This luminous painting of the view to the Potomac from within Mount Vernon’s deteriorating piazza represents a key moment in Mount Vernon’s history: the period just before its acquisition by the Mount Vernon Ladies’ Association. It was executed in 1857 or 1858 by Hudson River School painter Louis Remy Mignot following a visit to Mount Vernon with his friend and collaborator Eastman Johnson. The pair were guests of the last Washington family owner, John Augustine Washington III, for at least an evening. This work is the only extant Mignot landscape painting of Mount Vernon, and it is presumed to be the source for the view in “Washington and Lafayette at Mount Vernon, 1784" (1859), executed jointly with Thomas Rossiter. Notably, this image represents the present–the decayed state of the mansion in the late 1850s—while “Washington and Lafayette at Mount Vernon, 1784," glosses the past.
A horizontal landscape in spring or summer depicting the piazza of Mount Vernon and the summer house beyond. The view is taken from the piazza, just north of the central passage hall door, and looking toward the southeast, with the Maryland shore beyond. The piazza is empty and appears deteriorating, in need of paint and repair, particularly the ceiling. The floor of the piazza has worn to the brick at foreground left, while planks of board are shown at right. Four columns are shown, and each is in need of paint. There is the beginning of a dirt path beyond the piazza to a large expanse of green lawn at left that extends toward a stand of trees and the summer house--the center of the composition--before the river beyond. The grass contains small red blooms and there is a large shadow cast by the mansion across much of it, as well as a nearly figure-shaped shadow at the end of the piazza. The pale blue sky and clouds of the background both have a golden glow and a pink cast, suggesting sunset. The hills of the Maryland shore are painted in purple tones.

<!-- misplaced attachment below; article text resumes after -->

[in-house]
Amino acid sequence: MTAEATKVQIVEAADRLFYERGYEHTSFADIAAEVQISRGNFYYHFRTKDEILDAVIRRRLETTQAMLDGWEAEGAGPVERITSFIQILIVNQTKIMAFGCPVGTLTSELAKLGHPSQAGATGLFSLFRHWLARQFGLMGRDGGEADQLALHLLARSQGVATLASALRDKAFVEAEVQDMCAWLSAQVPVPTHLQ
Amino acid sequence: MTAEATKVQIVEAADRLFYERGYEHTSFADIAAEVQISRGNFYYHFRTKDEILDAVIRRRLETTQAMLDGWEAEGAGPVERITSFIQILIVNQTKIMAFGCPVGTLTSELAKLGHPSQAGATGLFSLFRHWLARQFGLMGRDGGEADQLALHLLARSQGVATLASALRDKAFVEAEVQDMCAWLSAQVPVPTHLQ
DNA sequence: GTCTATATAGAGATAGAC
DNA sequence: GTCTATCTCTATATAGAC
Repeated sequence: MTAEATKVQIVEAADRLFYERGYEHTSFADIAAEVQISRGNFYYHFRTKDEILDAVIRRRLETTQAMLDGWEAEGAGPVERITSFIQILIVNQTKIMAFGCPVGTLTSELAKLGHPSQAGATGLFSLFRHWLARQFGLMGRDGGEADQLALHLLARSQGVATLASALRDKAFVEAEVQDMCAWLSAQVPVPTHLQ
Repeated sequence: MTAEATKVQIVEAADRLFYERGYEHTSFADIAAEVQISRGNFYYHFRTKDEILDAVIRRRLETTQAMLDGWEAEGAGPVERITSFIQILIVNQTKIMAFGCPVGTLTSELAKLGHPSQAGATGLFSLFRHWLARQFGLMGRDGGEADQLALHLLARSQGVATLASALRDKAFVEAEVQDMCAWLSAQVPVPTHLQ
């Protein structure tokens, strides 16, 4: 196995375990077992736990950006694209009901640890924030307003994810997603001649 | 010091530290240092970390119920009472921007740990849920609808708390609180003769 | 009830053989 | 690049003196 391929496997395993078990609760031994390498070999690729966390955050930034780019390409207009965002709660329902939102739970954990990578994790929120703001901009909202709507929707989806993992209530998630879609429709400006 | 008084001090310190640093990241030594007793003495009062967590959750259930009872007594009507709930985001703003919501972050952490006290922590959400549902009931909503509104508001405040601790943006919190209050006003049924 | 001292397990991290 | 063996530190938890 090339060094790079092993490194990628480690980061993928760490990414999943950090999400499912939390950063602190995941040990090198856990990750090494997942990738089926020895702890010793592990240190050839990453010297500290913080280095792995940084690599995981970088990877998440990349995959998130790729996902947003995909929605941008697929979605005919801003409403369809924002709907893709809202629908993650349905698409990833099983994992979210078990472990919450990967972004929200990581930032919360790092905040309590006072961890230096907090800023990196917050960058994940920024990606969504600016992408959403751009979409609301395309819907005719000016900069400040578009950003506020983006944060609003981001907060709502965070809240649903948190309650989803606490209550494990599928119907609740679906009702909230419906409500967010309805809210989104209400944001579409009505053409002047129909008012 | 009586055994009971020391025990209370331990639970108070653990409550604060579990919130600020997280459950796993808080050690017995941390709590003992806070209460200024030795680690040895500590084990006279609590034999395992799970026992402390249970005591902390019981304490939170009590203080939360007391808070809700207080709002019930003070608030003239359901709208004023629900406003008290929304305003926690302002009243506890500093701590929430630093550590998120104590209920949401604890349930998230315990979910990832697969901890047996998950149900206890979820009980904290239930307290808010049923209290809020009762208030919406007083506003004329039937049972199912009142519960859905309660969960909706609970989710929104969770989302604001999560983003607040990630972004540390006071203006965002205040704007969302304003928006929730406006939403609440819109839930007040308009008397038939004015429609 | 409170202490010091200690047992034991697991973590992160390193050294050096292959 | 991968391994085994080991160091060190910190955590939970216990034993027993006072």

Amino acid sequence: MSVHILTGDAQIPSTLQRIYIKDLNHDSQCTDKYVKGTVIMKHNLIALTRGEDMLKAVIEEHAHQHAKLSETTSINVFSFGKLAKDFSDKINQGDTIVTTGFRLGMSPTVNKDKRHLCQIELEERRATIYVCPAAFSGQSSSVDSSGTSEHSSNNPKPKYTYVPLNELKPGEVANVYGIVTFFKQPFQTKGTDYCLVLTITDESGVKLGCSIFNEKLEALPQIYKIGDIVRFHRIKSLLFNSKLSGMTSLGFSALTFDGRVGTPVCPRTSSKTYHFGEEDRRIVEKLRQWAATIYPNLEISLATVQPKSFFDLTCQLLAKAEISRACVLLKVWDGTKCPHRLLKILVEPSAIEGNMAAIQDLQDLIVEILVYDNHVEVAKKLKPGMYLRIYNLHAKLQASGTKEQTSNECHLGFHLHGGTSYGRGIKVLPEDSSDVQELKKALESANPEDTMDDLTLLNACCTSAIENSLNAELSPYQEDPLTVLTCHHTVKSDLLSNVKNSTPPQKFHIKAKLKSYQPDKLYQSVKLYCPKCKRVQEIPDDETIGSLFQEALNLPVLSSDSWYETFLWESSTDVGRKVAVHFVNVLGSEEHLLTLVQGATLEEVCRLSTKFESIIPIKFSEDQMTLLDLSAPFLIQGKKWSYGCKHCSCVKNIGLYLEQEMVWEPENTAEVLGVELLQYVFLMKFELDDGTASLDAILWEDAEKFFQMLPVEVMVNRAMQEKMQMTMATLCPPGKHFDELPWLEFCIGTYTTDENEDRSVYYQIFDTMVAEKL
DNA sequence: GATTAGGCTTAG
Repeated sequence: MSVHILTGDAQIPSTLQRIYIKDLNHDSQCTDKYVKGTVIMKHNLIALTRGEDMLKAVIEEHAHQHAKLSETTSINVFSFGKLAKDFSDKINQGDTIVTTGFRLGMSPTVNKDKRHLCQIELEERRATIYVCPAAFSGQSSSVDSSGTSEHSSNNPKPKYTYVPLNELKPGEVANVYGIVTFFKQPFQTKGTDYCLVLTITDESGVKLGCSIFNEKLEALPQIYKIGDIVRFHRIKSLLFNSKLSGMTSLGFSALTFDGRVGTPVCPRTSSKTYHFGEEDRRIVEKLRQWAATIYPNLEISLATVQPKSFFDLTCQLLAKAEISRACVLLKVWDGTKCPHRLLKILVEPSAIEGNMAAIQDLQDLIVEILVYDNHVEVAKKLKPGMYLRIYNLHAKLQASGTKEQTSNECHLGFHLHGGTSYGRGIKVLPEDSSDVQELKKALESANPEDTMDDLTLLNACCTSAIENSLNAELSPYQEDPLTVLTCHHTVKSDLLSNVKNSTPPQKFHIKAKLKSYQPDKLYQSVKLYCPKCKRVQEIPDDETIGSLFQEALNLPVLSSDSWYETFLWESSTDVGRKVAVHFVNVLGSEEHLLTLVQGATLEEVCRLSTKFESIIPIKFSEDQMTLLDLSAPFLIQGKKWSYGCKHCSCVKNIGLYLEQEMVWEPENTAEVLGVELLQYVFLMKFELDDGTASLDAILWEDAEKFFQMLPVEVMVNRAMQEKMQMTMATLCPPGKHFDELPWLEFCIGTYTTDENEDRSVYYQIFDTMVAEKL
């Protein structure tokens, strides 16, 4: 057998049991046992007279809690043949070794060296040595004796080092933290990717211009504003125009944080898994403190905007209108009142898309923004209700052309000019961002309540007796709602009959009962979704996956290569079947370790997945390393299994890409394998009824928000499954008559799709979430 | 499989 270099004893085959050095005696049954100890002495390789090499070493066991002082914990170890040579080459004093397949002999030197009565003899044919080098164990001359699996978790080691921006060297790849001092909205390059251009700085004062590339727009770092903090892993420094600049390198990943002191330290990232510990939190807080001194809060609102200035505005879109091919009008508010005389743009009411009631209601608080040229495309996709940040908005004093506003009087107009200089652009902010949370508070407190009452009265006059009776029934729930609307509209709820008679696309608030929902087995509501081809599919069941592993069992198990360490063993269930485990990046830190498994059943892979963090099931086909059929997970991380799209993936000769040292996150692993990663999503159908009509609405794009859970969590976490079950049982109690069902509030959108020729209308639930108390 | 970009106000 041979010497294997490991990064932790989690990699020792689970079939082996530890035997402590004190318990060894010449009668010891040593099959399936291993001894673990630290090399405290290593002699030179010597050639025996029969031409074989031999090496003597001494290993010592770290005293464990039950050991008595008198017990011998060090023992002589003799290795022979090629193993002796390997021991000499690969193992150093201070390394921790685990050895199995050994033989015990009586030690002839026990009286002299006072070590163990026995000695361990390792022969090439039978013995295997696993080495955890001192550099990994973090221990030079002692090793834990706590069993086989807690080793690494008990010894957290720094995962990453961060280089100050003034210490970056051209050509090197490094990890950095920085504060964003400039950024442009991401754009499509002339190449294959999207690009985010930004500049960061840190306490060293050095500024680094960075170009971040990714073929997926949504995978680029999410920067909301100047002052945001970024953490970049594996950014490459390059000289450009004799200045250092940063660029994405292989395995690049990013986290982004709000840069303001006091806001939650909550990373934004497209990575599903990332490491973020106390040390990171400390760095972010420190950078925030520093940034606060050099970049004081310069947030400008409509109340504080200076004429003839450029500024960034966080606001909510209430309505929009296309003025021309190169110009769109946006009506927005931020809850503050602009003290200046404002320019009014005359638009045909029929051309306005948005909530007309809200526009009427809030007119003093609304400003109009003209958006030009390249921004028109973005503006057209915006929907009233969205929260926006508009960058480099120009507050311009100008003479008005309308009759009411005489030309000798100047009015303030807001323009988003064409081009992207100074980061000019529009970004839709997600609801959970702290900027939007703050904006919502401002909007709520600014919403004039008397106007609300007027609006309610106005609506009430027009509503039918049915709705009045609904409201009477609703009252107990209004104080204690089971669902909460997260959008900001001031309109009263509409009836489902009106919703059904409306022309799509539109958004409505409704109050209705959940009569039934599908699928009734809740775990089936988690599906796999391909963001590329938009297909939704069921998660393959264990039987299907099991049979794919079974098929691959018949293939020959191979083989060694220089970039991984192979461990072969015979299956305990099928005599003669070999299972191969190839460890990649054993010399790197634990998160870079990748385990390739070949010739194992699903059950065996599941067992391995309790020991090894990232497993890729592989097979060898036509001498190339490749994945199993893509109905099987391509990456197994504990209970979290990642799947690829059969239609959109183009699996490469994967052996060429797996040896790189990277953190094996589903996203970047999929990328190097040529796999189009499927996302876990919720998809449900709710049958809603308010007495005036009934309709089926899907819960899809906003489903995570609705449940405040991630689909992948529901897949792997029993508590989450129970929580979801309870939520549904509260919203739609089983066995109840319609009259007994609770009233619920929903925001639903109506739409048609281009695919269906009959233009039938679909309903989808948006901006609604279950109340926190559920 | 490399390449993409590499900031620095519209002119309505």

The painting has an original gilt wood three-membered frame with decorative ornaments (M-3108/B, unviewed), but it is currently framed in a reproduction gilt wood frame. The reproduction frame is in good condition.